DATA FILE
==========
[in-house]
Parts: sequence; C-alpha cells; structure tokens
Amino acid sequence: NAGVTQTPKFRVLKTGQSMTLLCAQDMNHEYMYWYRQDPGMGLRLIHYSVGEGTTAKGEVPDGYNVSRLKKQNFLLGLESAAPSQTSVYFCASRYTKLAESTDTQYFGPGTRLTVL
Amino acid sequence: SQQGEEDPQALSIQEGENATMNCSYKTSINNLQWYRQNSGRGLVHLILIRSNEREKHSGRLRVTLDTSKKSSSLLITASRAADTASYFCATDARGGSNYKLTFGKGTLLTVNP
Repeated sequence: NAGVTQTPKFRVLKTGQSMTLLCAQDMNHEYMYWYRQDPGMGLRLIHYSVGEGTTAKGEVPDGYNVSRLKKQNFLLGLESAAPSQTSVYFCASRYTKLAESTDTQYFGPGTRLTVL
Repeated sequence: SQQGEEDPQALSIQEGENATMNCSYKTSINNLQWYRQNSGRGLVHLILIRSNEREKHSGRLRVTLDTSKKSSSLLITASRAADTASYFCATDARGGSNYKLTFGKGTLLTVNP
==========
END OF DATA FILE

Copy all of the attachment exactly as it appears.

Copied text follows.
[in-house]
Parts: sequence; C-alpha cells; structure tokens
Amino acid sequence: NAGVTQTPKFRVLKTGQSMTLLCAQDMNHEYMYWYRQDPGMGLRLIHYSVGEGTTAKGEVPDGYNVSRLKKQNFLLGLESAAPSQTSVYFCASRYTKLAESTDTQYFGPGTRLTVL
Amino acid sequence: SQQGEEDPQALSIQEGENATMNCSYKTSINNLQWYRQNSGRGLVHLILIRSNEREKHSGRLRVTLDTSKKSSSLLITASRAADTASYFCATDARGGSNYKLTFGKGTLLTVNP
Repeated sequence: NAGVTQTPKFRVLKTGQSMTLLCAQDMNHEYMYWYRQDPGMGLRLIHYSVGEGTTAKGEVPDGYNVSRLKKQNFLLGLESAAPSQTSVYFCASRYTKLAESTDTQYFGPGTRLTVL
Repeated sequence: SQQGEEDPQALSIQEGENATMNCSYKTSINNLQWYRQNSGRGLVHLILIRSNEREKHSGRLRVTLDTSKKSSSLLITASRAADTASYFCATDARGGSNYKLTFGKGTLLTVNP